Paul Ryan’s ability to play the more gullible of the DC pundit class like a particularly well-greased harpsichord continues to amaze. Jonathan Chait wrote on this tendency at length in early 2012, and after Ryan spent pretty much the entire 2012 campaign lying constantly, the earnest Wonk King image was somewhat tarnished. (As Harry Truman would have said: “He’s one of the few in the history of this country to run for high office talking out of both sides of his mouth at the same time and lying out of both sides.”)

But you always get another chance in Washington, and McKay Coppins is this week’s lucky winner! Apparently, Paul Ryan’s friends are super-convinced he’s really earnest about poverty:

“The clothes he wears, the shoes he wears, where he lives,” Wehner continued. “This stuff is not unimportant in life, it’s not unimportant in faith, and it’s not unimportant in politics.”

Ryan has deliberately left the cameras behind during his excursions to poor neighborhoods this year in places like Indiana and New Jersey, but the stories of his interactions with the poor somehow find a way of leaking into public view. In one anecdote related by Woodson, for example, Ryan mailed neckties to an entire classroom of teenagers after they admired the one he was wearing during his visit. It would be easy to dismiss such modest acts of kindness as fodder for a future memoir — or stump speech — but Woodson insists Ryan is sincere. “The criminal lifestyle makes you very discerning, and everywhere I’ve taken Paul, these very discerning people have given me a thumbs up,” he said. “You can’t lip synch authenticity around people like that.”

Gee, they “find a way,” wonder how that happens.

But overt PR work aside, this is the closest the piece gets to any sort of policy statement with regards to poverty. It’s structured around a possible agreement between Ryan and Pope Francis’ new poverty outreach:

Like many conservative Catholics, Ryan uses the doctrine of subsidiarity — which favors individual freedom and local governance over the power of large, central authorities — to reconcile his concern for the poor with his general suspicion of federal welfare programs. In this, Ryan has found inspiration in the teachings of Pope Francis, who said in 2009, “We cannot respond with truth to the challenge of eradicating exclusion and poverty if the poor continue to be objects, targets of the action of the state and other organizations in a paternalistic and aid-based sense, instead of subjects, where the state and society create social conditions that promote and safeguard their rights and allow them to be builders of their own destiny.”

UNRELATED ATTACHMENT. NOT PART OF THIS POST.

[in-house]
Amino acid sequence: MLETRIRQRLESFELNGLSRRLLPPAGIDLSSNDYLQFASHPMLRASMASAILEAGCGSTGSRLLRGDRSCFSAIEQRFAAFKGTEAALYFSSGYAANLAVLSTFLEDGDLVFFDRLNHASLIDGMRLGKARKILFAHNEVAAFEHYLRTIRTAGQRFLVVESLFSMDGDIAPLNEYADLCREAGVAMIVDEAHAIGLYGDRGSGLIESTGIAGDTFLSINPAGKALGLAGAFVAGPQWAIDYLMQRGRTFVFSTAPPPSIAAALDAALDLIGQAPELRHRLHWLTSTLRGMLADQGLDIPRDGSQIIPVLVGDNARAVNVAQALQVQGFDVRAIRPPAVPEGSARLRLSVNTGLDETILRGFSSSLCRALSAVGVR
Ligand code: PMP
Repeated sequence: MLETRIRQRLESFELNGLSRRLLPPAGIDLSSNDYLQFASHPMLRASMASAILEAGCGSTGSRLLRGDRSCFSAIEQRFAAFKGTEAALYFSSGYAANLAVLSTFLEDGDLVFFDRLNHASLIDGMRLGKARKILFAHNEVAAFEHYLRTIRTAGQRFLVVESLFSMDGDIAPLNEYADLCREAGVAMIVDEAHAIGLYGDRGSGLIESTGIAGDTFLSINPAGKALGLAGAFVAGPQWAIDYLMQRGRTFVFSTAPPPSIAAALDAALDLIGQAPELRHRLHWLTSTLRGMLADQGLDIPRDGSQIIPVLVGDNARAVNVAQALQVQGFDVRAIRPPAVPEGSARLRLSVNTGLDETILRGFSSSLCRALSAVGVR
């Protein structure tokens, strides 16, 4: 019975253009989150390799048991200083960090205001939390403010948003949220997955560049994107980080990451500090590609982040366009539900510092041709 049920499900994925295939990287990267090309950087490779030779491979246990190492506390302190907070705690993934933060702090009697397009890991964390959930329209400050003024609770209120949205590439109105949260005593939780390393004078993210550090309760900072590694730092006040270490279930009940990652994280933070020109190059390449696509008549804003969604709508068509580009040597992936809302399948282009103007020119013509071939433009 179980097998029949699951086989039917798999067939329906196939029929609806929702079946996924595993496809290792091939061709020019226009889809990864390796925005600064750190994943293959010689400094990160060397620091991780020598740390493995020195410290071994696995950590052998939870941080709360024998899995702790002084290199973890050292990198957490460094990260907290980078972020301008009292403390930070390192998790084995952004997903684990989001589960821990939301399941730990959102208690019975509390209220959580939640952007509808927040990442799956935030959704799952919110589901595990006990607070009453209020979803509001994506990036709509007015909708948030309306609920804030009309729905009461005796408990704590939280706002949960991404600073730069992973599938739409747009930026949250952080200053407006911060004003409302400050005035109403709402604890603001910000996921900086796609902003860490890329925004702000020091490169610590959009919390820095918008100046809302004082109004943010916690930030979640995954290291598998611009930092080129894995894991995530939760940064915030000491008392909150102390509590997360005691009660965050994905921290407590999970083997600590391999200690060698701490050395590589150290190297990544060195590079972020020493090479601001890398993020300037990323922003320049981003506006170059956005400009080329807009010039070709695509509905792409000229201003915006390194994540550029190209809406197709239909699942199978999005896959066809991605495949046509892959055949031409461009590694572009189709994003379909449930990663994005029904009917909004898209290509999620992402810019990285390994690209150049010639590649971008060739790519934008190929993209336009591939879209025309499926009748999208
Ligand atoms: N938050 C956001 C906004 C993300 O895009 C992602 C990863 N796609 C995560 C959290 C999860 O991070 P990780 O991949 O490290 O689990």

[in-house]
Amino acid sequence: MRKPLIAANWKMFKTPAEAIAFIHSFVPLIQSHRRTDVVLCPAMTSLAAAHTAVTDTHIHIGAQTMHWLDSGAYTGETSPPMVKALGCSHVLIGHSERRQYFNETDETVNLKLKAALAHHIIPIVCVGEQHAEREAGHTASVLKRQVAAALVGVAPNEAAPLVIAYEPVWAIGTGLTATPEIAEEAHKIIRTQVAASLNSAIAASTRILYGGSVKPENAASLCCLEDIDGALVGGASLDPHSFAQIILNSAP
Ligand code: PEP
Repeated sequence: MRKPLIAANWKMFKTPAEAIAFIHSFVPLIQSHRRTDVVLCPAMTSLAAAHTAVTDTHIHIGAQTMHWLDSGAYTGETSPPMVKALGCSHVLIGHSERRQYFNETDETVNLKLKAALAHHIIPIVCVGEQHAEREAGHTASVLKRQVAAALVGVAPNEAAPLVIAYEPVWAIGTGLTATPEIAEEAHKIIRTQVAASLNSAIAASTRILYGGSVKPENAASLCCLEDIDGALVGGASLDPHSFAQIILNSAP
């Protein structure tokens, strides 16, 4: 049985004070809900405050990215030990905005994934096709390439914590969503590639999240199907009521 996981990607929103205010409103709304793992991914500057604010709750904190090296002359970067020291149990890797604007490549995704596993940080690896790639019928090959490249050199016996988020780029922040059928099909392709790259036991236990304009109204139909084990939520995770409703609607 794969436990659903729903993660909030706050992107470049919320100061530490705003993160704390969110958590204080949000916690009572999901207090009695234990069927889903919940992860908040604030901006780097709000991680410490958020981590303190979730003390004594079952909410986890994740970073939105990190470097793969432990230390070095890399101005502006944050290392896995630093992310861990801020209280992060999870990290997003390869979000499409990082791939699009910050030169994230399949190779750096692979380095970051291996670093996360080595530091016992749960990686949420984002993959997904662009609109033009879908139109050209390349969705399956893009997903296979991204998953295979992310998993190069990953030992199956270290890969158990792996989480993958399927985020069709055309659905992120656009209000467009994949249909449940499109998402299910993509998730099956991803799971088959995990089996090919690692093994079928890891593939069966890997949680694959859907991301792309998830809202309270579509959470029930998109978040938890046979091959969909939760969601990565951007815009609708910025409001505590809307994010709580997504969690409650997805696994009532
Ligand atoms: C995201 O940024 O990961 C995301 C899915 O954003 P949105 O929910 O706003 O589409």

I think it’s a massive disservice to this pope to try and cram him into the narrow confines of US political disputes. Nevertheless, it’s simply absurd to read, say, this interview, or his criticism of “trickle-down” economics and yawning income inequality, and somehow conclude he’s on board for Ryan-style gutting of the safety net.

But even if he were, then what on earth is Paul Ryan doing in Congress if he’s such a noble anti-poverty activist? If government has no role to play in poverty, as evidenced by Paul Ryan’s key role in securing cuts to food stamps, unemployment benefits, and spending generally, then why doesn’t he resign to start fundraising for a private charity?

A supporter says “you don’t dream when you’re on food stamps,” but surely even Ryan would conclude that people need to have food to eat, so they don’t die from not eating food? Or maybe he was talking about starvation-induced hallucinations.

This whole discussion is ludicrous. The obvious conclusion is that Ryan is not concerned with the poor, at all, and he is simply really good at BSing people.

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Follow Ryan on Twitter @ryanlcooper. Ryan Cooper is a national correspondent at The Week. His work has appeared in The Washington Post, The New Republic, and The Nation.